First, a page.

This post was originally published by Kovendhan Venugopal at Medium [AI]
Paper: NEURAL MACHINE TRANSLATION BY JOINTLY LEARNING TO ALIGN AND TRANSLATE, 2014
Importance of the Paper:
The paper in discussion is “Neural Machine Translation by Jointly Learning to Align and Translate” by Dzmitry Bahdanau, KyungHyun Cho & Yoshua Bengio.
This is the paper that has introduced the now-famous “Attention Mechanism” in the year 2014. Though there are several advancements that happened to the concept of Attention, the mechanism introduced by this paper is still known as “Bahdanau Attention” or “Additive Attention”.
Paper Link: https://arxiv.org/pdf/1409.0473.pdf
Gist from the Paper:
- Neural Machine Translation (NMT) is the concept of using Neural Networks to translate sentences from a source language to a target language.
- Until this paper, such NMT models used multiple networks involving training each of them individually.
- This paper proposed to build and train a single, large neural network that reads a sentence and outputs a correct translation. This is the basis for all Sequence to Sequence models using Encoder-Decoder architecture in use today.
- Machine Translation, from a probabilistic perspective, is similar to finding a target sentence
ythat maximizes the conditional probability of
xis the source sentence.
- The objective of an NMT task: Maximize the Conditional Probability of Sentence Pairs using a Parallel training corpus. A parameterized model would be used to model such a relationship and the model will use Backpropagation to learn the parameter weights.
- NMT tasks make use of an Encoder-Decoder model (introduced by Sutskever et al., 2014; Cho et al., 2014a). Both Encoder and Decoder components are Neural Networks.
- An Encoder takes in a source sentence and encodes it into a fixed-length vector.
- A Decoder outputs the translation (target sentence) from the Encoded Vector.
- The Encoder-Decoder system is jointly trained to maximize the conditional probability of a correct translation for a given source-target sentence pair.
Limitations with the Encoder-Decoder Architecture:
- The Decoder depends only on the last Encoded fixed-length vector for information about the source sentence.
- Especially when the source sentence is pretty long, then it makes it really difficult for the Encoder to compress all the information within a single vector.
- It has been empirically proved that the performance of a basic encoder-decoder deteriorates rapidly as the length of a source sentence increases (Cho et al. (2014b).
So, what the paper proposes to overcome the limitations?
Learn to Align and Translate jointly:
- The paper proposes an extension to the Encoder-Decoder model that learns to ‘align’ and ‘translate’ jointly.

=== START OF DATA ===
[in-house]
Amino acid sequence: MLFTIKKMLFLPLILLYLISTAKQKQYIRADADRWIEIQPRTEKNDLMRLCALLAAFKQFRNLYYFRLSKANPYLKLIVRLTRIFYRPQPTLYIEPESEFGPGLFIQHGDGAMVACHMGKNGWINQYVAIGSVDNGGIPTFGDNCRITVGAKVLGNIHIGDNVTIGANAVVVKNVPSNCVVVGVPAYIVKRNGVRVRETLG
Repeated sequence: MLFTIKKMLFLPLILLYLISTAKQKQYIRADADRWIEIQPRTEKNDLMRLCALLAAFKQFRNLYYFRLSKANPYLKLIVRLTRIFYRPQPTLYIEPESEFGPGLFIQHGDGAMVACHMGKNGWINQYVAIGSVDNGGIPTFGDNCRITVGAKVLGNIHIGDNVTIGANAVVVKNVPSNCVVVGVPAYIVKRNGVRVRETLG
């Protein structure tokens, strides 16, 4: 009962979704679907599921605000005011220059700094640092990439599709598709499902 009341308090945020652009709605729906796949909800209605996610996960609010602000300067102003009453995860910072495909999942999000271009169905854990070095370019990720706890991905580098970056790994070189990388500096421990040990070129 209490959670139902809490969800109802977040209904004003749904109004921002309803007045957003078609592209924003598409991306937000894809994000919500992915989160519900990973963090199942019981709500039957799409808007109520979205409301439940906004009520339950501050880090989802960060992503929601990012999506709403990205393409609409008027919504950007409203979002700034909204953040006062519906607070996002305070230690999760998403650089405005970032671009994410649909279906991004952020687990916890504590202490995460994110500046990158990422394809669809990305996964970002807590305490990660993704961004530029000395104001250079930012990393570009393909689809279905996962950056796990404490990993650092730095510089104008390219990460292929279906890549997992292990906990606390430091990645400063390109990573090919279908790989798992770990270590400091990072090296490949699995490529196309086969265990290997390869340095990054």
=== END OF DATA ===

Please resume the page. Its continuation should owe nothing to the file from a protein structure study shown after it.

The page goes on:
- Whenever the NMT model generates a translated word, it will soft-search for a set of positions in the source sentence and look for the positions with most relevant information concentration. It is similar to picking up the words that make more sense for the resultant translation.
- This is against the concept of encoding the entire source sentence into a single fixed-length context vector.
- Then, the NMT model predicts a target translation based on the context vectors associated with these source positions and from the previously generated translation outputs.
- How is it different from the earlier method? This method encodes the source sentence into a sequence of vectors and then the decoder picks up a subset of these vectors while outputting the translation.
- So what is the benefit? It enables the NMT model to refrain from squashing all the information into a single vector, rather it allows the model to understand long sentences and do a selective search based on the context importance.
The Math behind the Encoder-Decoder Framework:
The Encoder process the source sentence as a sequence of vectors
x = (x1, · · · , xTx ), into a context vector
his the hidden state,
cis the context vector generated from the sequence of hidden states
f, qare nonlinear functions
The Decoder is then trained to predict the next word
yt given the context vector
c and all the previously predicted words
This is nothing but the maximum likelihood estimation of the prediction
y output vector and
c context vector. Then the
p(y) is given as
Using a Recurrent Neural Network, each of the conditional probability is modeled as,
gis a nonlinear, potentially multi-layered, function that outputs
stis the hidden state of the RNN.
Encoder-Decoder Architecture proposed in the paper:
- The Encoder block is a Bi-directional RNN.
- The Decoder is a combination of the ‘search and align’ model that considers all the hidden states from the source sequence and then picks up the most relevant vectors.
X1, X2,…. XTare the source sentence tokens.
- Pointing arrows in both directions of the hidden states —